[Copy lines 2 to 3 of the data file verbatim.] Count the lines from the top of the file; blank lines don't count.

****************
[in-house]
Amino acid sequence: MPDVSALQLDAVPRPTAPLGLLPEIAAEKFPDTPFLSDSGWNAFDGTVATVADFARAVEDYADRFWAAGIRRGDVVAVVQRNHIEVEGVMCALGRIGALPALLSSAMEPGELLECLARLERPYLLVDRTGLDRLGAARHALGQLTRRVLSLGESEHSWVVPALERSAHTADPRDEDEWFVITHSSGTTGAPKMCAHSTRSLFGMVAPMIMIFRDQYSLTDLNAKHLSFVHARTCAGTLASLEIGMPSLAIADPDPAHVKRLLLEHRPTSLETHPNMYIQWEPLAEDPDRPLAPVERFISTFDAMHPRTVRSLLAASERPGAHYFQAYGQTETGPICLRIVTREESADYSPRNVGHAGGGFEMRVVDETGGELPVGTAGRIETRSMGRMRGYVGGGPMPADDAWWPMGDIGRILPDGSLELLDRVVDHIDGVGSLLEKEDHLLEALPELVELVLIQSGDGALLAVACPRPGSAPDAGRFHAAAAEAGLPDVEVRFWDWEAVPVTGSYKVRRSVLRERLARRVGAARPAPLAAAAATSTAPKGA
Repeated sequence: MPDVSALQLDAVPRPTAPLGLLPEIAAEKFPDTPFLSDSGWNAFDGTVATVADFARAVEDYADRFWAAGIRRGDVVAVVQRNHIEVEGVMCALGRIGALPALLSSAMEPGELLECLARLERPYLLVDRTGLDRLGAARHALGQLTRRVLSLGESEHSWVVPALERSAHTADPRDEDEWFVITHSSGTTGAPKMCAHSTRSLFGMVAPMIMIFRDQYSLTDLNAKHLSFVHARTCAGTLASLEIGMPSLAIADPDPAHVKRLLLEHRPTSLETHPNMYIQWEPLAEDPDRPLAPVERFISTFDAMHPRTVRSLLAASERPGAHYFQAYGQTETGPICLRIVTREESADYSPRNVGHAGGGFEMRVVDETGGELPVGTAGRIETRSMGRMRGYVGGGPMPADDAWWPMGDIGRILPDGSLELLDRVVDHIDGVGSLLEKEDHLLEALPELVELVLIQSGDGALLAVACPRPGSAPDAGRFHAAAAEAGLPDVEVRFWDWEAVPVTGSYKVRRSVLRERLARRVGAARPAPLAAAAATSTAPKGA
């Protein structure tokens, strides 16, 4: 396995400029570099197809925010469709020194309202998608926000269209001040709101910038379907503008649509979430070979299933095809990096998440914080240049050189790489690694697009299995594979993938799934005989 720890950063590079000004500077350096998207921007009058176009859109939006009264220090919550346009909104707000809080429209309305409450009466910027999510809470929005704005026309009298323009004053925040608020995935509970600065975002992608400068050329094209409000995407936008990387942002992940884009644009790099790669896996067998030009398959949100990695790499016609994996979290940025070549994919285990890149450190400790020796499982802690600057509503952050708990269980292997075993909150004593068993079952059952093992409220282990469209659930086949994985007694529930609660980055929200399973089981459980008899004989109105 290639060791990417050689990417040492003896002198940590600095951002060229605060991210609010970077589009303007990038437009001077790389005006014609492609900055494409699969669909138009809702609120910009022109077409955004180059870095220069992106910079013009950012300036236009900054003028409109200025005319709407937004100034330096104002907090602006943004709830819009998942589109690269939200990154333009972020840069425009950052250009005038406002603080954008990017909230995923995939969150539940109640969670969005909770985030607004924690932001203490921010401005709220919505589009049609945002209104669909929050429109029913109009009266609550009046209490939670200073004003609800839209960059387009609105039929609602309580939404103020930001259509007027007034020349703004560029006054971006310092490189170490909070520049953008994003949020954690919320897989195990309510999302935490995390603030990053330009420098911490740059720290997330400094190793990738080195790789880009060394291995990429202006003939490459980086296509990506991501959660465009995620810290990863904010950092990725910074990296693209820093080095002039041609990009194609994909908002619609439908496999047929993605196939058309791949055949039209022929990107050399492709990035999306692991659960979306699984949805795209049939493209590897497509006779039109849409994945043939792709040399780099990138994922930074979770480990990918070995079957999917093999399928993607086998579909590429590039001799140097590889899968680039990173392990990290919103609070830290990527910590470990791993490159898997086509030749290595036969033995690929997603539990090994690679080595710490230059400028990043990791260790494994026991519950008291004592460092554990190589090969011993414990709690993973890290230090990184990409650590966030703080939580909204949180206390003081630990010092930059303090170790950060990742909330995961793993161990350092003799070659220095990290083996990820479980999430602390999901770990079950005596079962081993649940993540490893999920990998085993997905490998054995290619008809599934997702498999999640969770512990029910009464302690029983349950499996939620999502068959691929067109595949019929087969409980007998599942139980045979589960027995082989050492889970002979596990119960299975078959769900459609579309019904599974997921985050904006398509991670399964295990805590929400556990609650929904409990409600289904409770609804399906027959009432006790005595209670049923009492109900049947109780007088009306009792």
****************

Amino acid sequence: MPDVSALQLDAVPRPTAPLGLLPEIAAEKFPDTPFLSDSGWNAFDGTVATVADFARAVEDYADRFWAAGIRRGDVVAVVQRNHIEVEGVMCALGRIGALPALLSSAMEPGELLECLARLERPYLLVDRTGLDRLGAARHALGQLTRRVLSLGESEHSWVVPALERSAHTADPRDEDEWFVITHSSGTTGAPKMCAHSTRSLFGMVAPMIMIFRDQYSLTDLNAKHLSFVHARTCAGTLASLEIGMPSLAIADPDPAHVKRLLLEHRPTSLETHPNMYIQWEPLAEDPDRPLAPVERFISTFDAMHPRTVRSLLAASERPGAHYFQAYGQTETGPICLRIVTREESADYSPRNVGHAGGGFEMRVVDETGGELPVGTAGRIETRSMGRMRGYVGGGPMPADDAWWPMGDIGRILPDGSLELLDRVVDHIDGVGSLLEKEDHLLEALPELVELVLIQSGDGALLAVACPRPGSAPDAGRFHAAAAEAGLPDVEVRFWDWEAVPVTGSYKVRRSVLRERLARRVGAARPAPLAAAAATSTAPKGA
Repeated sequence: MPDVSALQLDAVPRPTAPLGLLPEIAAEKFPDTPFLSDSGWNAFDGTVATVADFARAVEDYADRFWAAGIRRGDVVAVVQRNHIEVEGVMCALGRIGALPALLSSAMEPGELLECLARLERPYLLVDRTGLDRLGAARHALGQLTRRVLSLGESEHSWVVPALERSAHTADPRDEDEWFVITHSSGTTGAPKMCAHSTRSLFGMVAPMIMIFRDQYSLTDLNAKHLSFVHARTCAGTLASLEIGMPSLAIADPDPAHVKRLLLEHRPTSLETHPNMYIQWEPLAEDPDRPLAPVERFISTFDAMHPRTVRSLLAASERPGAHYFQAYGQTETGPICLRIVTREESADYSPRNVGHAGGGFEMRVVDETGGELPVGTAGRIETRSMGRMRGYVGGGPMPADDAWWPMGDIGRILPDGSLELLDRVVDHIDGVGSLLEKEDHLLEALPELVELVLIQSGDGALLAVACPRPGSAPDAGRFHAAAAEAGLPDVEVRFWDWEAVPVTGSYKVRRSVLRERLARRVGAARPAPLAAAAATSTAPKGA